Oberg finds success in getting back to basics

Oberg finds success in getting back to basics

SCOTTSDALE, Ariz. -- By simplifying his pitch mix, Rockies right-hander Scott Oberg is pushing into contention for a bullpen job.

Oberg, 27, whose 2016 season was cut short by blood clots in his right forearm, faced the heart of the Angels' lineup with a one-run lead in the fifth inning of Thursday's 8-7 loss. On 11 pitches, Oberg had a perfect inning with a strikeout.

While bouncing between the Rockies and Triple-A Albuquerque in 2015 and 2016 (4-5, 5.12 ERA in 88 Major League games), Oberg used a fastball, slider, curve and changeup.

Oberg escapes a jam

New Rockies manager Bud Black asked him to narrow his mix. On Thursday, he threw fastballs for all but two pitches. One earned him a swinging strikeout of C.J. Cron to end an eight-pitch at-bat with the count full.

Before that, he worked Mike Trout into a grounder on two fastballs. His first pitch, 95.8 mph fastball, resulted in an Albert Pujols fly to center.

"We talked about making some slight adjustments to his pitch selection, and I think he's running with that and throwing the ball with a lot of confidence," Black said.

Oberg, a 2012 15th-round Draft pick from the University of Connecticut, said he recovered from the August surgery in time for a normal offseason, so his velocity recovered in time to compete in camp. Doctors moved an artery away from the humeral head of the shoulder in order to avoid the trauma that was causing the blood clot. Oberg's mechanics didn't change.

He also has snapped back into the consistency of delivery that started to show last year -- when he was 1-0 with a 2.43 ERA and nine saves with Triple-A Albuquerque.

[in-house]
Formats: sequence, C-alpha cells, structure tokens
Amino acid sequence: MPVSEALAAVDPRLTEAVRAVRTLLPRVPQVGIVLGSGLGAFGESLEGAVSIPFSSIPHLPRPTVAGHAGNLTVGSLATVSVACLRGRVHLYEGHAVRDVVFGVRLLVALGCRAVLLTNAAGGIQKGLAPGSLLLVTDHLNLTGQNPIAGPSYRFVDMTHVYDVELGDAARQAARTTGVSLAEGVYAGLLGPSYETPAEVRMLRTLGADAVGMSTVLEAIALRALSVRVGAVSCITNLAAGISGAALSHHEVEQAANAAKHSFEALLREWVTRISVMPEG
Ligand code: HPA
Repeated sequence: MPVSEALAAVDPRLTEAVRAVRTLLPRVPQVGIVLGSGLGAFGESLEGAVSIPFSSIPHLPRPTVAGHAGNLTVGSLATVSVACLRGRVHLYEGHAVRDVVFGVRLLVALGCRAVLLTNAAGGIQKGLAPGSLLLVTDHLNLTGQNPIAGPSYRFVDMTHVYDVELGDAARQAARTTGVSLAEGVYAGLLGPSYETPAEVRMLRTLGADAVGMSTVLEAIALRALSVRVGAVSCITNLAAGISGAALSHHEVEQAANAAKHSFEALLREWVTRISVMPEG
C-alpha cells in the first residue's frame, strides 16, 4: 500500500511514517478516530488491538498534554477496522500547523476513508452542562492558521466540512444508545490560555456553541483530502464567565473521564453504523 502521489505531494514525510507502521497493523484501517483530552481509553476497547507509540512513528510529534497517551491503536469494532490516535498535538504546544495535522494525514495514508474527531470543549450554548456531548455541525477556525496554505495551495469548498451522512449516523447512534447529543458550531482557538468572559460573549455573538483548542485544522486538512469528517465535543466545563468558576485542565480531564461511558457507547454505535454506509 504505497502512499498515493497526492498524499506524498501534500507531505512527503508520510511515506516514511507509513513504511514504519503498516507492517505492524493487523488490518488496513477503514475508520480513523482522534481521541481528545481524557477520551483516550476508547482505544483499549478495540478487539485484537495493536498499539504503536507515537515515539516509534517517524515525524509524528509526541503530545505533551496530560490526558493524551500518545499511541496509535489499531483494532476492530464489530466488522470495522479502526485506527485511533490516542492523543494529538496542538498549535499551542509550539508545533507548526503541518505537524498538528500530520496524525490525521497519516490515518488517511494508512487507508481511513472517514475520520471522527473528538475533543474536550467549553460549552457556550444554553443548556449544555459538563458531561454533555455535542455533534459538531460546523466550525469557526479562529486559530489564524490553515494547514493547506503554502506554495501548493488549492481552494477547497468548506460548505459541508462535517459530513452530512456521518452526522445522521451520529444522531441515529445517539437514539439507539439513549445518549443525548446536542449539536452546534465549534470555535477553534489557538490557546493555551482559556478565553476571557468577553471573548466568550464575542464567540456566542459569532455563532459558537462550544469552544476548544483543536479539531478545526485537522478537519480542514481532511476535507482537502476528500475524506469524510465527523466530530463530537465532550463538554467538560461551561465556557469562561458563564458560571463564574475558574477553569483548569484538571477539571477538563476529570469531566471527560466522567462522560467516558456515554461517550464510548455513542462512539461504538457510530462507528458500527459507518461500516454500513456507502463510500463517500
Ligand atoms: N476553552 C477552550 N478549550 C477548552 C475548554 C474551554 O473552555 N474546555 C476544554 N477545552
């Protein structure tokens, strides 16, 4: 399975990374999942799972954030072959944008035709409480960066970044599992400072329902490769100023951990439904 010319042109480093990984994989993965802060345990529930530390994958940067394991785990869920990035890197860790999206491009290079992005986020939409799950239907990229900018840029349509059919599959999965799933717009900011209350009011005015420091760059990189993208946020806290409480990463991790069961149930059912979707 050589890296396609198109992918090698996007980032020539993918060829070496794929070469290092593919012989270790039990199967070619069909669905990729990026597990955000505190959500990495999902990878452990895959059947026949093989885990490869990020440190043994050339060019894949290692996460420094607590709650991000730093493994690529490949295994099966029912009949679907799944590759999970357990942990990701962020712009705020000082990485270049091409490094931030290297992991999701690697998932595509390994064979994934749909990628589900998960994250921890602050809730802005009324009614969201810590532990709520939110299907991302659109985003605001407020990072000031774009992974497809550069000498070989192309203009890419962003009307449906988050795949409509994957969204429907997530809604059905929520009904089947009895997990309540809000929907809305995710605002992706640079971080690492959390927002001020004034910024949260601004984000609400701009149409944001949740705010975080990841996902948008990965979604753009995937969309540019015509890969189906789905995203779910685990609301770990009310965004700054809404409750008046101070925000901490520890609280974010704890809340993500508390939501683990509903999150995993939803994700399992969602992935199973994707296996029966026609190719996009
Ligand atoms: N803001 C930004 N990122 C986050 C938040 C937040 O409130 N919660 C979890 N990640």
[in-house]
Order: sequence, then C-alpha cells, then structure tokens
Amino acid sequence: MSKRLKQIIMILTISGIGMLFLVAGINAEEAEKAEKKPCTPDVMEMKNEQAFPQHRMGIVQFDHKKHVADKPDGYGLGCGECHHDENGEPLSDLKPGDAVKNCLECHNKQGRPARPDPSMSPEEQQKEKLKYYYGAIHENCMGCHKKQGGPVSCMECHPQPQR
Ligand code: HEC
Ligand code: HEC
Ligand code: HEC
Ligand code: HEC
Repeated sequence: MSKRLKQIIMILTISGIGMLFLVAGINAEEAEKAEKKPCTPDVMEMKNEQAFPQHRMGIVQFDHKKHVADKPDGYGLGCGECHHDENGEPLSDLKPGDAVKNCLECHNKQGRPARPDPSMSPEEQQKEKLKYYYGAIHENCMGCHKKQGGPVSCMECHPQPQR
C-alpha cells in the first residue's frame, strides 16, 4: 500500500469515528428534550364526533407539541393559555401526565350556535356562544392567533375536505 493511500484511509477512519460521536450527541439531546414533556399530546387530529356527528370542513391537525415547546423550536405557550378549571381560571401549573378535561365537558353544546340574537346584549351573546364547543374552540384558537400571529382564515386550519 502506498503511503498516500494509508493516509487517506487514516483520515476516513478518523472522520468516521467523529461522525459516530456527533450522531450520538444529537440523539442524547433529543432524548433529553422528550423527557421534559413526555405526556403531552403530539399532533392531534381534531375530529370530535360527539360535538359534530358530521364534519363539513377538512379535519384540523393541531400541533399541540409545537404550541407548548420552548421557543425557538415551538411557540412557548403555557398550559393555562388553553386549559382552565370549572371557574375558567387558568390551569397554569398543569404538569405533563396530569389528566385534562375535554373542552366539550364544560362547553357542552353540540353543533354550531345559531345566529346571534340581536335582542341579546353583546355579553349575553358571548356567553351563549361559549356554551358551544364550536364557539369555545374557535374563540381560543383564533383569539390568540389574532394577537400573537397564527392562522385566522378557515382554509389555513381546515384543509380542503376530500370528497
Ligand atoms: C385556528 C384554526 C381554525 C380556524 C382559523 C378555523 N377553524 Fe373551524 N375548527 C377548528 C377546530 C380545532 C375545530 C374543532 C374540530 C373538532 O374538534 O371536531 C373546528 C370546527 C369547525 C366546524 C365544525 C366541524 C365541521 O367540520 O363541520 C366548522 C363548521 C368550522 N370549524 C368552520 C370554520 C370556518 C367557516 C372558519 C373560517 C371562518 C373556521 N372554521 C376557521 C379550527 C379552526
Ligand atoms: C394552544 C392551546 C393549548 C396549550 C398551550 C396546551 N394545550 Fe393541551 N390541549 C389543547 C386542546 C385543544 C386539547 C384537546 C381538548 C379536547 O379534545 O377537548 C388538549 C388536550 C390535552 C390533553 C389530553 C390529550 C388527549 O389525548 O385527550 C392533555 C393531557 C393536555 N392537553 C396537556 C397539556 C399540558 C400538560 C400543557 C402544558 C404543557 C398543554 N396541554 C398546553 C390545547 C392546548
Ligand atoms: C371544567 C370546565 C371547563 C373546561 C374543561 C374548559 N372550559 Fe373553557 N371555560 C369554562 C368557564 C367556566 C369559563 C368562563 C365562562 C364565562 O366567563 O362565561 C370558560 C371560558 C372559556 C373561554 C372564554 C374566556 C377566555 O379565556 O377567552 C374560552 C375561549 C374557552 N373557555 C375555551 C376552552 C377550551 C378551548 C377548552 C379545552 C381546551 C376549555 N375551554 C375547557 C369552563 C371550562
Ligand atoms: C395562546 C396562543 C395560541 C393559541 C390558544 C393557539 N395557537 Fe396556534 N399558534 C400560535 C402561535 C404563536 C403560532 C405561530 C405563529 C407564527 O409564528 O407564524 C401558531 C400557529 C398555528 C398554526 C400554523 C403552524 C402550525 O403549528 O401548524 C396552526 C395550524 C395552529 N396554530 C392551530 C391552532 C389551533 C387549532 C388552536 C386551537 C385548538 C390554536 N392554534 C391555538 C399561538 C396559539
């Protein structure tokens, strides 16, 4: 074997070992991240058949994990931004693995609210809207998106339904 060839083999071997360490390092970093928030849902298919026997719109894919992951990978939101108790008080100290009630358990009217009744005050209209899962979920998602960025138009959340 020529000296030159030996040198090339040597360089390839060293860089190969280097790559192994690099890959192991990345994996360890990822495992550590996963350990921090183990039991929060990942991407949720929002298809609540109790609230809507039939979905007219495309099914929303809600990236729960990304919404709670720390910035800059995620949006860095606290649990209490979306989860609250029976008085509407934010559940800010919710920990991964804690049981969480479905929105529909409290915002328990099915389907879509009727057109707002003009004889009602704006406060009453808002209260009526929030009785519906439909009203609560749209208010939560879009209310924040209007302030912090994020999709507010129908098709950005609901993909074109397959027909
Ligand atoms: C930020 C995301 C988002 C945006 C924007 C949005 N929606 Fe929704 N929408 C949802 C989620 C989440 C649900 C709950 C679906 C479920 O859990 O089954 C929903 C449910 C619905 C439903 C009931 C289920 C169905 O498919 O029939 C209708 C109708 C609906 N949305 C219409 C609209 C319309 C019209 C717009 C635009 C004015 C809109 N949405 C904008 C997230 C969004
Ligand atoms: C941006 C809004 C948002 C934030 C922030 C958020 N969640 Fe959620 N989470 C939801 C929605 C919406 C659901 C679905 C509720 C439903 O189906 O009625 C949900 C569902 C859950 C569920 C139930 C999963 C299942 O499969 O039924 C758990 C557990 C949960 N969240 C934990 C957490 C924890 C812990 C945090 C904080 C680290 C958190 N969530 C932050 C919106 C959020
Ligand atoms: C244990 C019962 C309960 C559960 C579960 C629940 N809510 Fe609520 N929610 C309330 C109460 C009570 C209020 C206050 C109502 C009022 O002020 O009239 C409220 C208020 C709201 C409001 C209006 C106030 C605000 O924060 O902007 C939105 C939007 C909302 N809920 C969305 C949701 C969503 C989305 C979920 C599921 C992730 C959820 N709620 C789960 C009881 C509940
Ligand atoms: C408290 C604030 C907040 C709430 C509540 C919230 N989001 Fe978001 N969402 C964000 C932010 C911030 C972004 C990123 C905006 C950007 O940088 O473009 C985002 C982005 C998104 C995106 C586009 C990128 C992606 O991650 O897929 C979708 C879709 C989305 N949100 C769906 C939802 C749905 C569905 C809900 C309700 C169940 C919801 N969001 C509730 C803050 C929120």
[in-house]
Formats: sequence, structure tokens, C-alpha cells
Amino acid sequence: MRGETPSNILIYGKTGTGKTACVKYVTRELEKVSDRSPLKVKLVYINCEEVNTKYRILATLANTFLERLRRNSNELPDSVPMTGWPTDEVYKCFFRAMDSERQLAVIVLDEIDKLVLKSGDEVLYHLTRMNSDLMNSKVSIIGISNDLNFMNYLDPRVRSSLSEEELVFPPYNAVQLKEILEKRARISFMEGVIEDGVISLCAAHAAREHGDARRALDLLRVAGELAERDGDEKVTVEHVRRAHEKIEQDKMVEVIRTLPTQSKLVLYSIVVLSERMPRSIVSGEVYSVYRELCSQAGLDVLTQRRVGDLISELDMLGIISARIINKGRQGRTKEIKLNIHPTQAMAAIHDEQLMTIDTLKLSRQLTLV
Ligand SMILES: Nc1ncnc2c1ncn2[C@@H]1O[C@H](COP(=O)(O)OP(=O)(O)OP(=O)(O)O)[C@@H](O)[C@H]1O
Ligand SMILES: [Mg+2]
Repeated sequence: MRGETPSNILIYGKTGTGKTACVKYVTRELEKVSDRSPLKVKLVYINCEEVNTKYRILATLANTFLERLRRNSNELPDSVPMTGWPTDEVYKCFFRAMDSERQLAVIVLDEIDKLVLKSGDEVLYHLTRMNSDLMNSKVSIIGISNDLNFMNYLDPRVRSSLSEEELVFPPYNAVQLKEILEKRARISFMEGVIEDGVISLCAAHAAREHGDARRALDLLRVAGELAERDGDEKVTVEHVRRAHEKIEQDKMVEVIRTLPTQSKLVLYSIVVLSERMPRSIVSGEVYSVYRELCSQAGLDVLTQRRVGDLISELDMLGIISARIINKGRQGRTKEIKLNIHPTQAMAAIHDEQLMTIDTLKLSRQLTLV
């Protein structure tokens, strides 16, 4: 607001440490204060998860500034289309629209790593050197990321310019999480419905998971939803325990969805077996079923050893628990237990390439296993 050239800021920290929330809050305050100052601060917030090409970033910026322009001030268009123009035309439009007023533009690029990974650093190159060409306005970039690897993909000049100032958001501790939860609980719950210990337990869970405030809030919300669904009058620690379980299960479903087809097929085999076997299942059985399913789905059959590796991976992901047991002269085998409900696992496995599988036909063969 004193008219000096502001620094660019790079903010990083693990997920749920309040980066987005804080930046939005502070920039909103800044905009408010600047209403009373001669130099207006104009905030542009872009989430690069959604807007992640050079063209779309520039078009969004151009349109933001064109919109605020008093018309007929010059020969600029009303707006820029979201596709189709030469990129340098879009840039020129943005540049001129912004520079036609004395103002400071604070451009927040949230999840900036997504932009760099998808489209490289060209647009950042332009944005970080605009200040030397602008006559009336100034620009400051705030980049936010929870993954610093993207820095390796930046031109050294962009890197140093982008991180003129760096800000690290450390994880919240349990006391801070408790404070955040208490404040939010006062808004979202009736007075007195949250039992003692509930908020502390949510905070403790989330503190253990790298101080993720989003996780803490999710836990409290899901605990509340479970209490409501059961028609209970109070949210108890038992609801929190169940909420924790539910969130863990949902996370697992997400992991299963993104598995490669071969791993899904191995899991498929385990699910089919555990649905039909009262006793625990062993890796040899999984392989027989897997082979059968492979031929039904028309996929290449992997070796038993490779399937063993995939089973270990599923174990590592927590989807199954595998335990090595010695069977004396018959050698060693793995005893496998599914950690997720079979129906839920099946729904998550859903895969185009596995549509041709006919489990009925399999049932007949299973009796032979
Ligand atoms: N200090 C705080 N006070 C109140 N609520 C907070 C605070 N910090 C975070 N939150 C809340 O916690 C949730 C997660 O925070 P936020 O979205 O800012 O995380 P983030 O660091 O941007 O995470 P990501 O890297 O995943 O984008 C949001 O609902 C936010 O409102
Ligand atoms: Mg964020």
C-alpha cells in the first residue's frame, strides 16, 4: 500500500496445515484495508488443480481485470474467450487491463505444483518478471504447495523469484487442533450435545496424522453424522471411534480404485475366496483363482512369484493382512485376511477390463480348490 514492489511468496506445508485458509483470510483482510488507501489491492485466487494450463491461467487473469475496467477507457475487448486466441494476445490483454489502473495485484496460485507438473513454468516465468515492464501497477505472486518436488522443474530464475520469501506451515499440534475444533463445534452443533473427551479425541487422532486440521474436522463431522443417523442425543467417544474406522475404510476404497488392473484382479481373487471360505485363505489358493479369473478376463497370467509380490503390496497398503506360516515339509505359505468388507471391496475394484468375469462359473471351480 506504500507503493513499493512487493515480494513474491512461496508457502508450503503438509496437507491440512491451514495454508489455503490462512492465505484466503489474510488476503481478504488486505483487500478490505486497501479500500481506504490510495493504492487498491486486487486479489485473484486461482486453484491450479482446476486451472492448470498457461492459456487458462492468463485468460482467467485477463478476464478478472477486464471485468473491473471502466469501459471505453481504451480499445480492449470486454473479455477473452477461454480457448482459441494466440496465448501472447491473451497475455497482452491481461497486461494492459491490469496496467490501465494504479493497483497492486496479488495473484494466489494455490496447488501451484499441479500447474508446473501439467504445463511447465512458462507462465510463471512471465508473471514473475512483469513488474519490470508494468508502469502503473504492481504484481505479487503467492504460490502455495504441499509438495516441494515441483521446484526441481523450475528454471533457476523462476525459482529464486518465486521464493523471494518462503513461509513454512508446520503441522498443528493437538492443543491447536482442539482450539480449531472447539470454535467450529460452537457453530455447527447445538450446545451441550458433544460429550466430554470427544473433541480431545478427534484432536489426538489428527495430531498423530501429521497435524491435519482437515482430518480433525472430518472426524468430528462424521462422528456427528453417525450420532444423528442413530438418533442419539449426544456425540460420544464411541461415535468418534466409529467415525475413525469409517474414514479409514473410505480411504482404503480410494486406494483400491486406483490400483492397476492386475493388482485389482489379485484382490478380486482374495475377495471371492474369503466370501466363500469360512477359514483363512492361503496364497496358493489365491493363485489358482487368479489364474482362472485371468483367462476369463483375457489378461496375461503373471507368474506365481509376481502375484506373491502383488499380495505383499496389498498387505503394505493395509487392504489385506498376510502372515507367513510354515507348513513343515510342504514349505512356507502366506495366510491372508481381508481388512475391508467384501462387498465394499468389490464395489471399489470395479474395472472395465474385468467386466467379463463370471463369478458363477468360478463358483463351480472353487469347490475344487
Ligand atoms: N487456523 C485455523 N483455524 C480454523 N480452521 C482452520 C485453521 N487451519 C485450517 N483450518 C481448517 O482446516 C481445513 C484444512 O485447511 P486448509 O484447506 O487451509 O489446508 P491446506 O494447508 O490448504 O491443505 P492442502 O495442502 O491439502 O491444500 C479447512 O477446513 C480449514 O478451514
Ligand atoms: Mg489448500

Oberg robs Ichiro of 3,000th hit

The Rockies have a group of veteran relievers, plus there's hard-throwing Carlos Estevez, and Black has thought of carrying a young starter in the 'pen. But with the specter of injuries -- already lefty Chris Rusin (oblique) and righty Chad Qualls (right forearm tightness) are out of Cactus League action -- and simply the merit of his performance, by no means is he being counted out.

Oberg, who has had three trips to the Majors during each of the past two years and still has a Minor League option this year, also will look to establish himself as a solid bullpen member.

"You have to give credit because they are Major League hitters, but at the same time I have to take the same approach I did in Triple-A and apply the same mentality," Oberg said.

Worth noting
• Righty reliever Adam Ottavino gave up a run on a hit and two walks in his second consecutive rocky outing, after dominant work prior. Also, the Angels' Eric Young Jr. and Nolan Fontana -- speedy guys -- each stole with him on the mound. Black said Ottavino is aware of the running game and is working on some adjustments heading into the regular season.

Thomas Harding has covered the Rockies since 2000, and for MLB.com since 2002. Follow him on Twitter @harding_at_mlb, listen to podcasts and like his Facebook page. This story was not subject to the approval of Major League Baseball or its clubs.